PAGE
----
It was a good mix: heaven knows what happens in such extreme conditions when visitors don't get along - luckily we did. After consulting our maps and guide, we took collective decisions on how far to paddle and where to explore along coast and islands within the Kongsfjorden.
It was the first time I had tried sea kayaking and I found crossing the large expanses of Arctic water in choppy conditions challenging and nerve-racking, especially when my team-mates disappeared behind substantial swells. I preferred our normal routine of hugging the shoreline and exploring the crags and caves. Like cycling, touring by kayak gives you control over your journey, the opportunity to stop where you fancy and the satisfaction of arriving under your own steam.
The warm Gulf Stream has allowed the western coastline of Spitsbergen to become incredibly rich in wildlife. As we paddled along we enjoyed close encounters with eiders, auks, geese, skuas, puffins and terns, but no polar bears. Ralph had a pouch on his kayak for his rifle and scanned the waters for any sign of the bears, which are often mistaken for floating ice.
On land we saw a herd of wild reindeer, a Svalbard ptarmigan and the back of an arctic fox. I hadn't imagined that icy Svalbard would be so alive with flora and fauna and felt privileged to visit such a pristine part of the planet.
The kayak base camp certainly wasn't a safari-with-servants sort of place; it was more a grit-in-your-trainers and balaclava-in-bed style of living. Going without showers and brushing your teeth in the glacial stream is great for a few days, but after four nights I was glad to see the MS Nordstjernen turning into our bay to pick us up.
The joy of returning to the relative comfort of the ship soon evaporated as seasickness set in. As we chugged back to the port of Longyearbyen we encountered rough seas, and the MS Nordstjernen was tossed around like a toy boat. The first three days' journey around the Spitsbergen coast on the way to camp had been completely different. With calm waters and stunning scenery it was like cruising through a Wagner opera lit with Mediterranean sunshine.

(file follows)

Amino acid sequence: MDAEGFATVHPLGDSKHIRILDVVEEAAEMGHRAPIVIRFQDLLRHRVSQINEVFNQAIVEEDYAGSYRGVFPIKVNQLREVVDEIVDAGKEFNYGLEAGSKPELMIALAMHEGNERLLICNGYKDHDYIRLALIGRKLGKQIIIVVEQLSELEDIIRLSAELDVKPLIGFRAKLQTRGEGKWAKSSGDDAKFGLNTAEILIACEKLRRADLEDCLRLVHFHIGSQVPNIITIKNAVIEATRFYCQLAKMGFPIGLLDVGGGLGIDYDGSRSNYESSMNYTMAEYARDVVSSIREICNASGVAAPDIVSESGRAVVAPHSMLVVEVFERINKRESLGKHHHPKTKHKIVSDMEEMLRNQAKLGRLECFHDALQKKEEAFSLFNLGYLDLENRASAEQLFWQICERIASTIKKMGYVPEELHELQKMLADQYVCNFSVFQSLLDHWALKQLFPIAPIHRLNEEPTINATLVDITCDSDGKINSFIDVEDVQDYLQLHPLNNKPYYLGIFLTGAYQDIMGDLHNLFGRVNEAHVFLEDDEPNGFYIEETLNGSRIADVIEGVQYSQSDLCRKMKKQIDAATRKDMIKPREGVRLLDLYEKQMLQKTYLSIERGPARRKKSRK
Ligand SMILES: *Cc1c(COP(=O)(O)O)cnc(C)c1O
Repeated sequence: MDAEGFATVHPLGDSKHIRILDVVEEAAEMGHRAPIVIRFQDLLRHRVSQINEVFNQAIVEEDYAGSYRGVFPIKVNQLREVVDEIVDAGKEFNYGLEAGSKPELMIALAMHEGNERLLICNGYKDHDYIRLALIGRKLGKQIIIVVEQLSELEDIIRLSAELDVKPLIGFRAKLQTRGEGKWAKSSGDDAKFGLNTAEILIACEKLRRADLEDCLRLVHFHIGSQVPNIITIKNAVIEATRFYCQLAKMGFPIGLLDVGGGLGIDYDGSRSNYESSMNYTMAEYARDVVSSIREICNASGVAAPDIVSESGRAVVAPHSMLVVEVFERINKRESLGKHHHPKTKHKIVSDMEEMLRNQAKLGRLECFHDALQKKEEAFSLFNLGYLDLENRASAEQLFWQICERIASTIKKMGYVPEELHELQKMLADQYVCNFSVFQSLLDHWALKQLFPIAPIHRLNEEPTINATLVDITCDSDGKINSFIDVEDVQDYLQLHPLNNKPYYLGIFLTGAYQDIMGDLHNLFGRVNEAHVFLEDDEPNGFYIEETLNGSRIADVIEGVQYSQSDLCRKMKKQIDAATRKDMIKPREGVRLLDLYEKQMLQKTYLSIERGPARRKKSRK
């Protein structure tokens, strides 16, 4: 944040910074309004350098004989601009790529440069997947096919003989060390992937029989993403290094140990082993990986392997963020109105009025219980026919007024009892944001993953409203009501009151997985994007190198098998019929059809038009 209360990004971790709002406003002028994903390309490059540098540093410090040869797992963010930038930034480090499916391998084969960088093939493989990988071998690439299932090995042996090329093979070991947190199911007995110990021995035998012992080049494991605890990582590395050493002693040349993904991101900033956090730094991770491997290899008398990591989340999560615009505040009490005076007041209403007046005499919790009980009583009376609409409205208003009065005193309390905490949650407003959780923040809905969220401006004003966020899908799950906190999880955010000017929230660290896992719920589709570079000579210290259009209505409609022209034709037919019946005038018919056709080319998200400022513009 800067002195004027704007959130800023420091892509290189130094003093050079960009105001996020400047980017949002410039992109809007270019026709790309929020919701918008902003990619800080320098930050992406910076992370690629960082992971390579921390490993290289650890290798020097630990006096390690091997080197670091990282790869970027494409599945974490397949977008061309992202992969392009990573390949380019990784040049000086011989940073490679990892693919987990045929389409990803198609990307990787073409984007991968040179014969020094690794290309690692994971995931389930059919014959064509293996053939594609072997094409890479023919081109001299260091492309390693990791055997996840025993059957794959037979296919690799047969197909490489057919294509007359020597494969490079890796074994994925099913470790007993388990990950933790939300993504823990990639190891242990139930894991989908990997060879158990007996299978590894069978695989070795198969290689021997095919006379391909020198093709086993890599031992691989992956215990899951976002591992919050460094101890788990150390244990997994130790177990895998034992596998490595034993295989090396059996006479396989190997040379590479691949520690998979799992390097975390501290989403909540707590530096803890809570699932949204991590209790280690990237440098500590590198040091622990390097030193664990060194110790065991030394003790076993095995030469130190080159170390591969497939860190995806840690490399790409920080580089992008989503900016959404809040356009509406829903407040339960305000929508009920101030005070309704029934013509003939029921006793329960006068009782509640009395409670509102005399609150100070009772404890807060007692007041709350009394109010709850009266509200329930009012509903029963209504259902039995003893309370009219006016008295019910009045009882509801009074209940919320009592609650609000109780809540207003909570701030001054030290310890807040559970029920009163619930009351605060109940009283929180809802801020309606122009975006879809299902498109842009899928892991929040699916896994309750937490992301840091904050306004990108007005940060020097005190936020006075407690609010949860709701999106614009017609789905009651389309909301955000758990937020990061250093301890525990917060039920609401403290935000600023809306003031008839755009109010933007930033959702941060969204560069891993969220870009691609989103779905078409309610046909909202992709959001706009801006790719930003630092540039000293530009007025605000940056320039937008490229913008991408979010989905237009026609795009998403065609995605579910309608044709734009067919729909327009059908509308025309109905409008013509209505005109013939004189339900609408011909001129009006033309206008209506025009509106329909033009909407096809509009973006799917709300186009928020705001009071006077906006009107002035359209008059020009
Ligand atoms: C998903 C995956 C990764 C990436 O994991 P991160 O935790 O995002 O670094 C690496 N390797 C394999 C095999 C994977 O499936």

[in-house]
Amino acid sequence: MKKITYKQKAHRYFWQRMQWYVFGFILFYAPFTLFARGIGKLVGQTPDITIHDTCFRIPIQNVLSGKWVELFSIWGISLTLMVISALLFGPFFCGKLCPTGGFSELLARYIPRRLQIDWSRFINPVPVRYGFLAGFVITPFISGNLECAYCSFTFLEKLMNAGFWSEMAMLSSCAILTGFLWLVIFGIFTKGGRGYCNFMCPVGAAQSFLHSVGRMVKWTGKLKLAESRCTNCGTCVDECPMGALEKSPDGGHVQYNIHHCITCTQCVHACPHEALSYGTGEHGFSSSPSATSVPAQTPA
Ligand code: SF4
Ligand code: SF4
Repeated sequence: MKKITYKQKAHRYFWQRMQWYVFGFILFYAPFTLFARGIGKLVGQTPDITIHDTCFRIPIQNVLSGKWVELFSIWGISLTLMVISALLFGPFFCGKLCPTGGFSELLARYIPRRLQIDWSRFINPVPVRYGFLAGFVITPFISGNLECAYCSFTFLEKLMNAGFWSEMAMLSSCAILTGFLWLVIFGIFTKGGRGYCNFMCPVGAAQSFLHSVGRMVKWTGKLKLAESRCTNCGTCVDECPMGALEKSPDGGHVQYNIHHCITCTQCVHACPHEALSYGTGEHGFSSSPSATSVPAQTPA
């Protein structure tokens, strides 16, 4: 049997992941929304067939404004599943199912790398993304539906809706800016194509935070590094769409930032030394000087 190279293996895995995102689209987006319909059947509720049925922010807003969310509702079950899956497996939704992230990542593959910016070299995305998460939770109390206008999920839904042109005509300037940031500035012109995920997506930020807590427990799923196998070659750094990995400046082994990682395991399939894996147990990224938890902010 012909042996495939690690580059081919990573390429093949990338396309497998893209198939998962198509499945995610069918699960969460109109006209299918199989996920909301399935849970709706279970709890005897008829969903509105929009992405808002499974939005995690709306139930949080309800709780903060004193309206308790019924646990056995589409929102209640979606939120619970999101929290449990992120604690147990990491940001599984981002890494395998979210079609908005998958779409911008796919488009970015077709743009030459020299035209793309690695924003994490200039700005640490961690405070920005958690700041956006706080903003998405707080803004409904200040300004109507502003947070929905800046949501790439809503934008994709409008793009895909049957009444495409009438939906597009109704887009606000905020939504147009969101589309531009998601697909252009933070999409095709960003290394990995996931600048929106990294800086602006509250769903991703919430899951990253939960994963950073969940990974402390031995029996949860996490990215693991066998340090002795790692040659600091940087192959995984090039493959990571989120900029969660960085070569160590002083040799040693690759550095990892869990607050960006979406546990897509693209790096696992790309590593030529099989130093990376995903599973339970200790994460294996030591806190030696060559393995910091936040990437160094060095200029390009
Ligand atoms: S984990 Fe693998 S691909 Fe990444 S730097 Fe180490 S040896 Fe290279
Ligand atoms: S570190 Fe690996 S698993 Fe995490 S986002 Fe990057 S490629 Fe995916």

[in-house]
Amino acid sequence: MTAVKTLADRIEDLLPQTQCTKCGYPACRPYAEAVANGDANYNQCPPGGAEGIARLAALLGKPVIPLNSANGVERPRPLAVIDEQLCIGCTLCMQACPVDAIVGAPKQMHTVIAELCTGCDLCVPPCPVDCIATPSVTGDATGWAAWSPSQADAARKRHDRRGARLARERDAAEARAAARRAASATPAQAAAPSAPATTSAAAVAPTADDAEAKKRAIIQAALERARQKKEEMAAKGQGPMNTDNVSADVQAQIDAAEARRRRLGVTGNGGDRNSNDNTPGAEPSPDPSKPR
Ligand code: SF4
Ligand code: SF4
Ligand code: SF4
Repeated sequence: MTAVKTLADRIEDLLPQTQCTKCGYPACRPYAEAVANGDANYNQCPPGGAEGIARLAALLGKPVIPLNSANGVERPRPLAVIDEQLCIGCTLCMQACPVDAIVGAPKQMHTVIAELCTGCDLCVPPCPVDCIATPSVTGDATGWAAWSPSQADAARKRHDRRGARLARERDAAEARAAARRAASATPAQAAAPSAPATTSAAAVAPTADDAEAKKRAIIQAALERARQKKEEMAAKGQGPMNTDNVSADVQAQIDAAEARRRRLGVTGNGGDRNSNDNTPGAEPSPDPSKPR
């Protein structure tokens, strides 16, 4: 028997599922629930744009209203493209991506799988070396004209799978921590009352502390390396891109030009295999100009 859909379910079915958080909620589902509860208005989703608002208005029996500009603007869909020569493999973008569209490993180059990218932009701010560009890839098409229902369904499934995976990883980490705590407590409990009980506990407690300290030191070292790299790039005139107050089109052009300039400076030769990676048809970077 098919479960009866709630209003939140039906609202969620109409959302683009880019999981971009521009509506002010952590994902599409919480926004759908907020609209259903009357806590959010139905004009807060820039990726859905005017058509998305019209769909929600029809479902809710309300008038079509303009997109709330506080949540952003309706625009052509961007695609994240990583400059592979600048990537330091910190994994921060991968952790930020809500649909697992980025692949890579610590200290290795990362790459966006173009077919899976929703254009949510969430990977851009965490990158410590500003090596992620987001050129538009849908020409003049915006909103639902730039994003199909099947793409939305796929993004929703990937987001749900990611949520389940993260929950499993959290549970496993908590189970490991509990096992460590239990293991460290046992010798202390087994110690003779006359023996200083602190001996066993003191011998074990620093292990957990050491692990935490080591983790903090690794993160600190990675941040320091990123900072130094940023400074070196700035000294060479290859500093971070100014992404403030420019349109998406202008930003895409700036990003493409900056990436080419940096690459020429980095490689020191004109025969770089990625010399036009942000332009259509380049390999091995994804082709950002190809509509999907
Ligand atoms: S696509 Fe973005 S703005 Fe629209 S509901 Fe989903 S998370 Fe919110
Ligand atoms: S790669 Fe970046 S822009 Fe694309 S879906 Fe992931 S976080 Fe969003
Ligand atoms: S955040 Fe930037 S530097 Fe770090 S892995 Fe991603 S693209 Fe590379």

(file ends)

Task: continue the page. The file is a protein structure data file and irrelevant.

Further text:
Highlights included crossing the 80-degree line of latitude to view walrus on the remote Moffen island, a quick dip among the floating ice (I have a certificate and retracted body parts to prove it) and the sighting of five polar bears.
Yes, we did actually see Ursus maritimus. First there was just one, then our guide pointed out a family of four foraging for eider eggs on an island. As I watched through my binoculars, I reflected that it was strange finally to see these animals in their natural habitat, going about their normal icy business undisturbed by a ship full of visitors who had travelled thousands of miles to see them. I was glad that the ship stayed a respectful distance. And I wondered for just how long these creatures can remain undisturbed with the growing pressures of tourism, global warming and the rush for natural resources in the Arctic.
Spitsbergen is the largest island of the Svalbard archipelago - an outreach of Europe governed by Norway. It is 3,400 miles north of London, and the last bit of real land before you reach the North Pole.
Kayaking is available on Hurtigruten’s Ulitimate Expedition cruise hurtigruten.co.uk